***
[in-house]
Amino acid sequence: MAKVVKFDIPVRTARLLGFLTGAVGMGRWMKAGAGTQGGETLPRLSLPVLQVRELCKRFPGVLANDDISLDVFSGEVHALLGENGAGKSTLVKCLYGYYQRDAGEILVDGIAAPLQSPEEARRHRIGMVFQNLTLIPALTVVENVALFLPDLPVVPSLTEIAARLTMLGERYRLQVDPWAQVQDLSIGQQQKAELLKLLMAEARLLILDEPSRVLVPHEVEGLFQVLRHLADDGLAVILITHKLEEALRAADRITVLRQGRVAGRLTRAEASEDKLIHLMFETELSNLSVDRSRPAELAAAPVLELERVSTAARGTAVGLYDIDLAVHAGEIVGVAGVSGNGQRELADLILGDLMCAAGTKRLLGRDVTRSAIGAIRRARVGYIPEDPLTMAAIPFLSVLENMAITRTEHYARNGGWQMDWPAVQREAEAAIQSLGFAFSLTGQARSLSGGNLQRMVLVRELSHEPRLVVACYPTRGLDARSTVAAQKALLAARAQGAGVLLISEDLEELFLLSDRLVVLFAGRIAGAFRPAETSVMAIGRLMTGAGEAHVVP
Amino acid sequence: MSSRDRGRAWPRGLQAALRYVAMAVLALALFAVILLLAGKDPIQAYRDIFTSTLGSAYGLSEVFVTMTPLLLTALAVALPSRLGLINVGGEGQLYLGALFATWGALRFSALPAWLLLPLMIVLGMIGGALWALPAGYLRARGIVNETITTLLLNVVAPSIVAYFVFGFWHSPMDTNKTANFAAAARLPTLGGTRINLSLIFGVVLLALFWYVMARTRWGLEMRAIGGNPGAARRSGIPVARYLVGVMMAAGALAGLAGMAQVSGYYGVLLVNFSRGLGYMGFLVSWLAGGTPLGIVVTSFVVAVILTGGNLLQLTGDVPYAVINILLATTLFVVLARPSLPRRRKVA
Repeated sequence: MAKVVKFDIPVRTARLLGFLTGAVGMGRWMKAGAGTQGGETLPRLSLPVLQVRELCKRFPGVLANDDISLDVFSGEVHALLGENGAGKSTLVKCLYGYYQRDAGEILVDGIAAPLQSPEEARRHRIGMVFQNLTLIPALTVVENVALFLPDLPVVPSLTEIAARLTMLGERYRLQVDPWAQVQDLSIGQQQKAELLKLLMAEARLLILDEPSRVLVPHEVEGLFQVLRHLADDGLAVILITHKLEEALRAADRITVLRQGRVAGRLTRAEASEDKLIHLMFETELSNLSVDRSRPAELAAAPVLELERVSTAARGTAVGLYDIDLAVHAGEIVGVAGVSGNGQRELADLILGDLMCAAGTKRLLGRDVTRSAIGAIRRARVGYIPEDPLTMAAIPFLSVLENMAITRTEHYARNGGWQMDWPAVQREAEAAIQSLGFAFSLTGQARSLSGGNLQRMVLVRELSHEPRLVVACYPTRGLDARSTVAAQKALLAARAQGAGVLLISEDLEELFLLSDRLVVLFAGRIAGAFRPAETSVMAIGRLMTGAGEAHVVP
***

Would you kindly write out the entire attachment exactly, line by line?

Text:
[in-house]
Amino acid sequence: MAKVVKFDIPVRTARLLGFLTGAVGMGRWMKAGAGTQGGETLPRLSLPVLQVRELCKRFPGVLANDDISLDVFSGEVHALLGENGAGKSTLVKCLYGYYQRDAGEILVDGIAAPLQSPEEARRHRIGMVFQNLTLIPALTVVENVALFLPDLPVVPSLTEIAARLTMLGERYRLQVDPWAQVQDLSIGQQQKAELLKLLMAEARLLILDEPSRVLVPHEVEGLFQVLRHLADDGLAVILITHKLEEALRAADRITVLRQGRVAGRLTRAEASEDKLIHLMFETELSNLSVDRSRPAELAAAPVLELERVSTAARGTAVGLYDIDLAVHAGEIVGVAGVSGNGQRELADLILGDLMCAAGTKRLLGRDVTRSAIGAIRRARVGYIPEDPLTMAAIPFLSVLENMAITRTEHYARNGGWQMDWPAVQREAEAAIQSLGFAFSLTGQARSLSGGNLQRMVLVRELSHEPRLVVACYPTRGLDARSTVAAQKALLAARAQGAGVLLISEDLEELFLLSDRLVVLFAGRIAGAFRPAETSVMAIGRLMTGAGEAHVVP
Amino acid sequence: MSSRDRGRAWPRGLQAALRYVAMAVLALALFAVILLLAGKDPIQAYRDIFTSTLGSAYGLSEVFVTMTPLLLTALAVALPSRLGLINVGGEGQLYLGALFATWGALRFSALPAWLLLPLMIVLGMIGGALWALPAGYLRARGIVNETITTLLLNVVAPSIVAYFVFGFWHSPMDTNKTANFAAAARLPTLGGTRINLSLIFGVVLLALFWYVMARTRWGLEMRAIGGNPGAARRSGIPVARYLVGVMMAAGALAGLAGMAQVSGYYGVLLVNFSRGLGYMGFLVSWLAGGTPLGIVVTSFVVAVILTGGNLLQLTGDVPYAVINILLATTLFVVLARPSLPRRRKVA
Repeated sequence: MAKVVKFDIPVRTARLLGFLTGAVGMGRWMKAGAGTQGGETLPRLSLPVLQVRELCKRFPGVLANDDISLDVFSGEVHALLGENGAGKSTLVKCLYGYYQRDAGEILVDGIAAPLQSPEEARRHRIGMVFQNLTLIPALTVVENVALFLPDLPVVPSLTEIAARLTMLGERYRLQVDPWAQVQDLSIGQQQKAELLKLLMAEARLLILDEPSRVLVPHEVEGLFQVLRHLADDGLAVILITHKLEEALRAADRITVLRQGRVAGRLTRAEASEDKLIHLMFETELSNLSVDRSRPAELAAAPVLELERVSTAARGTAVGLYDIDLAVHAGEIVGVAGVSGNGQRELADLILGDLMCAAGTKRLLGRDVTRSAIGAIRRARVGYIPEDPLTMAAIPFLSVLENMAITRTEHYARNGGWQMDWPAVQREAEAAIQSLGFAFSLTGQARSLSGGNLQRMVLVRELSHEPRLVVACYPTRGLDARSTVAAQKALLAARAQGAGVLLISEDLEELFLLSDRLVVLFAGRIAGAFRPAETSVMAIGRLMTGAGEAHVVP